Business centre plan to create hundreds of jobs refused over HGVs
PUBLISHED: 08:48 09 November 2020
Proposals to transform a huge redundant factory into a new multi-purpose business complex to create hundreds of new jobs have been refused because it could lead to more heavy goods lorries going past people’s homes.
Planning officers had recommended approval for the project – even though it went against policy in their new Local Plan only given the final go-ahead six weeks ago.
Councillors though were determined to uphold the policy and prevent more misery for people plagued by trucks in Langer Road and Car Road in Felixstowe.
East Suffolk Council planners described the proposals for the former Itron technology factory (formerly home to metre manufacturers Schlumberger) in Carr Road as a “significant investment in a 30 year old factory premises”, creating eight new industrial, warehouse and trade counter units; 12 new offices and a sandwich bar/café for tenants.
It was felt the Languard Point Enterprise Centre could create around 250 new jobs.
The 60,956 sq ft steel framed building – which stands on a 6.53-acre site – was previously home to technology company Itron, which has relocated to the nearby Haven Exchange business park. The former factory was recently up fo sale for £3million.
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Peter Colby Commercials Group applied to carry out the conversion.
Katherine Scott, council development management team leader, said it was felt the project was acceptable because not many HGVs were expected to visit the site because of its design – though the council had no projected traffic figures.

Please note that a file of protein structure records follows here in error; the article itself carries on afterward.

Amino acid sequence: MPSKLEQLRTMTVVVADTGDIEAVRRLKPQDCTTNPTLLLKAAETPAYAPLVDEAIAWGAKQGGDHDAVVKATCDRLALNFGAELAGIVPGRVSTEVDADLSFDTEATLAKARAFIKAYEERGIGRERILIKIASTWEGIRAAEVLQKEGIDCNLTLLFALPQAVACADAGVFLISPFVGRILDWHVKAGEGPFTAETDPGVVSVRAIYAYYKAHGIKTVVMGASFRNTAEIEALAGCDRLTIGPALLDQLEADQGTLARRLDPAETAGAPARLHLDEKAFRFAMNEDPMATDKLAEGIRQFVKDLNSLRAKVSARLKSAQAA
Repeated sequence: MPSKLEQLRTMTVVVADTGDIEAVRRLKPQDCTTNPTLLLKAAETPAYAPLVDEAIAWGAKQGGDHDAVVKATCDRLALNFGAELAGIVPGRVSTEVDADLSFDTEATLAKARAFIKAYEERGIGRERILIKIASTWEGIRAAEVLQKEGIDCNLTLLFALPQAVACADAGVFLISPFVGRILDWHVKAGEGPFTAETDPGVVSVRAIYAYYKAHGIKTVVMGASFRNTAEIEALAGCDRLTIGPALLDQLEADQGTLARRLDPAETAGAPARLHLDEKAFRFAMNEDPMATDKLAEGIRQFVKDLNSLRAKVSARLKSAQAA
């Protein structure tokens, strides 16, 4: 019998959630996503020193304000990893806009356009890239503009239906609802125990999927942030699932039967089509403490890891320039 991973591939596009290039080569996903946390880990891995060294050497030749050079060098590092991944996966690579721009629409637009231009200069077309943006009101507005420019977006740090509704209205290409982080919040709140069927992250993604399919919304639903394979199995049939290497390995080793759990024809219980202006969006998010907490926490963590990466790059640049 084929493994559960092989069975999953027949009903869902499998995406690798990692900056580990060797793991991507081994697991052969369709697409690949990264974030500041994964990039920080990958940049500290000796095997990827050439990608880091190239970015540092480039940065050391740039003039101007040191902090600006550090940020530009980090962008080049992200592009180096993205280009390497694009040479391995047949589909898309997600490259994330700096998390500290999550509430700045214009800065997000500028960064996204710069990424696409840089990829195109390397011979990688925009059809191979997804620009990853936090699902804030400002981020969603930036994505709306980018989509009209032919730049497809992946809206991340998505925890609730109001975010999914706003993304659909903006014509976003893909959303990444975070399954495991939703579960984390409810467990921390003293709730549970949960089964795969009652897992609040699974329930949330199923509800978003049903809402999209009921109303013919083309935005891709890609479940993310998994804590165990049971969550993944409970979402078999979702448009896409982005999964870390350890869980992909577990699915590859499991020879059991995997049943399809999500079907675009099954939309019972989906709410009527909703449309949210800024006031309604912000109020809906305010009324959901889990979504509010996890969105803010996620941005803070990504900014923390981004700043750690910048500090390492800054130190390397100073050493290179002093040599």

Councillor Stuart Bird said there was a specific policy for the site in Carr Road in the new plan.
He said: “Warehousing will be resisted – that’s what the policy says. It doesn’t say warehousng will be allowed if it is only small warehousing or only a small proportion of the overall site. It says ‘resisted’.
“In Felixstowe we have persistently and consistently resisted warehouse uses at this site because it’s in the vicinity of housing, some of which is immediately across the road.
“To try to circumvent policy by saying it is only a small proportion of the overall site or only small-scale warehousing flies in the face of that policy.”
Councillor MIke Deacon said HGVs already made the area “fairly chaotic” at times, visiting established premises or erroneously being directed to the area by sat navs.
The planning south committee stressed that it welcomed moves to regenerate the factory but warehousing would not be permitted because of the “unacceptable” impact on residents.
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